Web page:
What's the first thing you do when you wake up in the morning? For some, you might read the news or check your email. For those running a company, your morning to-do list ought to include keeping tabs on any security vulnerabilities. So grab your breakfast and your coffee and then check each of these items on a daily basis.
1. Visit US-CERT for security alerts.
It's always a good idea to check for any new security alerts at US-CERT. Most are related to IT vulnerabilities. "We update and patch all of our computer systems regularly to ensure security holes that have been discovered are closed quickly, and we rely on anti-malware software to automatically catch and quarantine malicious software and to notify IT staff of infections and outbreaks," says Dakila Clark, the director of engineering at MyCorporation.com.
2. Look for completed back-ups.
If your company were to experience an outage due to a storm or had data stolen from your servers, there are always back-ups, right? Most small business owners told me they check their back-ups on a daily basis to make sure the archive from the day before worked correctly. IT staff can usually send you a summary email.
3. Inspect system logs.
Of course, if you use any intrusion detection software, firewalls, and other security software, it's a good idea to check the logs for any breaches. "Our team routinely reviews network firewall rules, computer system configurations, and access control lists for correctness and to eliminate potential weaknesses that a malicious person may want to attack. We monitor computer system logs for irregularities or unauthorized access," says MyCorporation.com's Clark.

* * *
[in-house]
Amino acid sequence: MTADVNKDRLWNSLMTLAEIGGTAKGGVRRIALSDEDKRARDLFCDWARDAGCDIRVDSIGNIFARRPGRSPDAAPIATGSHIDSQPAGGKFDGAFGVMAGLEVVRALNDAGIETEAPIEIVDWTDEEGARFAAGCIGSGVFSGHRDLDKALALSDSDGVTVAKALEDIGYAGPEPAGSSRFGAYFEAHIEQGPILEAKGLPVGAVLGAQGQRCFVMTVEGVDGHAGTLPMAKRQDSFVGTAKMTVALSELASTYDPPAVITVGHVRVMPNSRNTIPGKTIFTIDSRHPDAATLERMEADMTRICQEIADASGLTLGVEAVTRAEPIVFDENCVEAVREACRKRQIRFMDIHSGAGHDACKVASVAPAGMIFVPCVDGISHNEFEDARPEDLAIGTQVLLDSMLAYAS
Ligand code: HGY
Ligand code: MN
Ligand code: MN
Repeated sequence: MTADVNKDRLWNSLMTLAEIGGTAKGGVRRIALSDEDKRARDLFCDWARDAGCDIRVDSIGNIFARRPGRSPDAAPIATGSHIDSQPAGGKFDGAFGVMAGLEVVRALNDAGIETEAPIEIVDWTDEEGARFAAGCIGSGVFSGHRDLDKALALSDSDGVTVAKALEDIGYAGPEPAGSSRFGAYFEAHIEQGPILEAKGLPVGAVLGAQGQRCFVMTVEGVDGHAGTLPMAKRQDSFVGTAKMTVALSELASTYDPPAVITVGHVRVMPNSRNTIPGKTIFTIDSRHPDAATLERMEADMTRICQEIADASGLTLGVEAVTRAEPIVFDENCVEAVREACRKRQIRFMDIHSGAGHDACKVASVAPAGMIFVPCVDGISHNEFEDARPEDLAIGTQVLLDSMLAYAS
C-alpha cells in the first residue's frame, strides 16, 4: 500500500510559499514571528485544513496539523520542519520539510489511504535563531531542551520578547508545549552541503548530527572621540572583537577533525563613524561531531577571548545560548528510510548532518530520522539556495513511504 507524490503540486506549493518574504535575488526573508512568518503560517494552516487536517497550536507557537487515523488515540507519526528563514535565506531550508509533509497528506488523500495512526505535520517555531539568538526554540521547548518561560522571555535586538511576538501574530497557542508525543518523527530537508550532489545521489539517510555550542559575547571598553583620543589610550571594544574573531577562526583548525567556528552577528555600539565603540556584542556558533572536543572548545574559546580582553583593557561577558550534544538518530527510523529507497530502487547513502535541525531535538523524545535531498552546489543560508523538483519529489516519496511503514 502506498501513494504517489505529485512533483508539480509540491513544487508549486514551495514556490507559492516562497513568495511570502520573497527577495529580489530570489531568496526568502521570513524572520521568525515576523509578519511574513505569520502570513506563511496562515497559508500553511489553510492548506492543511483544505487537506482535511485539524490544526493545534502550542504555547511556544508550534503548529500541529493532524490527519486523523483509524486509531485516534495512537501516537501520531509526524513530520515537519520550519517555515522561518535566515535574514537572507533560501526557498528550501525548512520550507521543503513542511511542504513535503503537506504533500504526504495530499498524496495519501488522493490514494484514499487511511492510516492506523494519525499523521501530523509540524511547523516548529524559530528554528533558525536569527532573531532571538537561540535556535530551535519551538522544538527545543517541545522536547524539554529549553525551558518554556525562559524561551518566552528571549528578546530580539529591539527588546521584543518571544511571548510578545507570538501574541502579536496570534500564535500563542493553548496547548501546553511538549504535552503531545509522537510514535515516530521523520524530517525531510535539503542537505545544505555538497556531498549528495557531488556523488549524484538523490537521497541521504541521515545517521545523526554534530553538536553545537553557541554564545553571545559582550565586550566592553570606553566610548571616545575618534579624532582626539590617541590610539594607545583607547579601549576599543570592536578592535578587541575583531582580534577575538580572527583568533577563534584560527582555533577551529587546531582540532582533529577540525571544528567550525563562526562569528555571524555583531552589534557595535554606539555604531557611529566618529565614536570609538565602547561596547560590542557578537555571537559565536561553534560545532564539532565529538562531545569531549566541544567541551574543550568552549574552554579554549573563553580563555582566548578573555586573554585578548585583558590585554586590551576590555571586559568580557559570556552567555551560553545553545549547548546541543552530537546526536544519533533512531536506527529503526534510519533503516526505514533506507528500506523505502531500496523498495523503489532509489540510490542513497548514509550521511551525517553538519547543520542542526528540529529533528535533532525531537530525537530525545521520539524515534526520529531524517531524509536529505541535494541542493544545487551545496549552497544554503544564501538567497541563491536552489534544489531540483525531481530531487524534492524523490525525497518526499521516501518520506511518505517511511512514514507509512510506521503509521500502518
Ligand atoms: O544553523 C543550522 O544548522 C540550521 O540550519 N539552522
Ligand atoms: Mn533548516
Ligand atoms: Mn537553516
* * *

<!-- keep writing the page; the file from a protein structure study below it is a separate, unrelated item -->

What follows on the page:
4. Check your bank records.
One of the most common attack scenarios involves online banking. Hackers obtain your login info and transfer funds to another account. It's a good idea to check your online accounts daily, if not twice a day (once in the morning and once before you leave). Look for any suspect transactions. Here's one example of why it makes sense.
5. Get the mail right away.
This is a decidedly analog security measure, but one that makes sense for any start-up. Jordan Markuson runs the Aqua Health Labs, a real estate company, and two ad agencies. He says he knows when the mail is delivered each day and always retrieves it right away. It's a way to avoid having someone steal an important business document--like a check.
Do you have any other daily security habits? Post in the comments.